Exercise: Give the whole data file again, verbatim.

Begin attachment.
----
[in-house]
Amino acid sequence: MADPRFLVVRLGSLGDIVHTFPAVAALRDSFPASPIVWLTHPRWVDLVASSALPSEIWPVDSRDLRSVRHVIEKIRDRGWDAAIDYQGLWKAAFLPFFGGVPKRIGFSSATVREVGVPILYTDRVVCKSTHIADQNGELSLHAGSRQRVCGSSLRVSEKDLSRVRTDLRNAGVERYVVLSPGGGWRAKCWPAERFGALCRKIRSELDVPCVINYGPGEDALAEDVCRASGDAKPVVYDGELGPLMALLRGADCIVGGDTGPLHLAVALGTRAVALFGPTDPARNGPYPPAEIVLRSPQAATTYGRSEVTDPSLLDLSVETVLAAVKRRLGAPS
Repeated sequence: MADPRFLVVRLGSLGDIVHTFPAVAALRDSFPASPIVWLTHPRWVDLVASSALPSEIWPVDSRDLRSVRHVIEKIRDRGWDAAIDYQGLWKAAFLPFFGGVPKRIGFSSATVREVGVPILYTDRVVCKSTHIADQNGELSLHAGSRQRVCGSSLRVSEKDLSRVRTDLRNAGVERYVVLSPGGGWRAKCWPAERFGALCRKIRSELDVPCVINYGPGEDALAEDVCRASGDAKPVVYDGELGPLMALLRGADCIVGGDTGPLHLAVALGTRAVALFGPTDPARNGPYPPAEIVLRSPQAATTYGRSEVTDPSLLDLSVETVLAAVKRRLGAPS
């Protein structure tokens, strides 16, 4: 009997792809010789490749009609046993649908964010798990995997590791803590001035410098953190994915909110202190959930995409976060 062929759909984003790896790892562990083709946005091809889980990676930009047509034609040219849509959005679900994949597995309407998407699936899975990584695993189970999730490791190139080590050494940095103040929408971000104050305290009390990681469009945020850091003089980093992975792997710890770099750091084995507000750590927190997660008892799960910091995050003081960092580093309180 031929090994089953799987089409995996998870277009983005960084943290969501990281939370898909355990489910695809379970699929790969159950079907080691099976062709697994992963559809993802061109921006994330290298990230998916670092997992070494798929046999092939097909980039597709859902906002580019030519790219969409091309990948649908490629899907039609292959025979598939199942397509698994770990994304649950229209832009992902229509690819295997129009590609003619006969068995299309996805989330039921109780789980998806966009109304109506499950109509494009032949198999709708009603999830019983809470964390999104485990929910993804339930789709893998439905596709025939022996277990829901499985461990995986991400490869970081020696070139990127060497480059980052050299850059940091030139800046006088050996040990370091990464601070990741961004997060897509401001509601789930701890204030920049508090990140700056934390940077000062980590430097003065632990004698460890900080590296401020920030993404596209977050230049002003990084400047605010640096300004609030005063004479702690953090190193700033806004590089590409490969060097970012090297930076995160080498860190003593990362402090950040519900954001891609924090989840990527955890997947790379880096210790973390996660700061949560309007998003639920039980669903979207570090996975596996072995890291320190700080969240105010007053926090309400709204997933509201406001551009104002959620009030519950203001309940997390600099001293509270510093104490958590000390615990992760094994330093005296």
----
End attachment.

[in-house]
Amino acid sequence: MADPRFLVVRLGSLGDIVHTFPAVAALRDSFPASPIVWLTHPRWVDLVASSALPSEIWPVDSRDLRSVRHVIEKIRDRGWDAAIDYQGLWKAAFLPFFGGVPKRIGFSSATVREVGVPILYTDRVVCKSTHIADQNGELSLHAGSRQRVCGSSLRVSEKDLSRVRTDLRNAGVERYVVLSPGGGWRAKCWPAERFGALCRKIRSELDVPCVINYGPGEDALAEDVCRASGDAKPVVYDGELGPLMALLRGADCIVGGDTGPLHLAVALGTRAVALFGPTDPARNGPYPPAEIVLRSPQAATTYGRSEVTDPSLLDLSVETVLAAVKRRLGAPS
Repeated sequence: MADPRFLVVRLGSLGDIVHTFPAVAALRDSFPASPIVWLTHPRWVDLVASSALPSEIWPVDSRDLRSVRHVIEKIRDRGWDAAIDYQGLWKAAFLPFFGGVPKRIGFSSATVREVGVPILYTDRVVCKSTHIADQNGELSLHAGSRQRVCGSSLRVSEKDLSRVRTDLRNAGVERYVVLSPGGGWRAKCWPAERFGALCRKIRSELDVPCVINYGPGEDALAEDVCRASGDAKPVVYDGELGPLMALLRGADCIVGGDTGPLHLAVALGTRAVALFGPTDPARNGPYPPAEIVLRSPQAATTYGRSEVTDPSLLDLSVETVLAAVKRRLGAPS
């Protein structure tokens, strides 16, 4: 009997792809010789490749009609046993649908964010798990995997590791803590001035410098953190994915909110202190959930995409976060 062929759909984003790896790892562990083709946005091809889980990676930009047509034609040219849509959005679900994949597995309407998407699936899975990584695993189970999730490791190139080590050494940095103040929408971000104050305290009390990681469009945020850091003089980093992975792997710890770099750091084995507000750590927190997660008892799960910091995050003081960092580093309180 031929090994089953799987089409995996998870277009983005960084943290969501990281939370898909355990489910695809379970699929790969159950079907080691099976062709697994992963559809993802061109921006994330290298990230998916670092997992070494798929046999092939097909980039597709859902906002580019030519790219969409091309990948649908490629899907039609292959025979598939199942397509698994770990994304649950229209832009992902229509690819295997129009590609003619006969068995299309996805989330039921109780789980998806966009109304109506499950109509494009032949198999709708009603999830019983809470964390999104485990929910993804339930789709893998439905596709025939022996277990829901499985461990995986991400490869970081020696070139990127060497480059980052050299850059940091030139800046006088050996040990370091990464601070990741961004997060897509401001509601789930701890204030920049508090990140700056934390940077000062980590430097003065632990004698460890900080590296401020920030993404596209977050230049002003990084400047605010640096300004609030005063004479702690953090190193700033806004590089590409490969060097970012090297930076995160080498860190003593990362402090950040519900954001891609924090989840990527955890997947790379880096210790973390996660700061949560309007998003639920039980669903979207570090996975596996072995890291320190700080969240105010007053926090309400709204997933509201406001551009104002959620009030519950203001309940997390600099001293509270510093104490958590000390615990992760094994330093005296």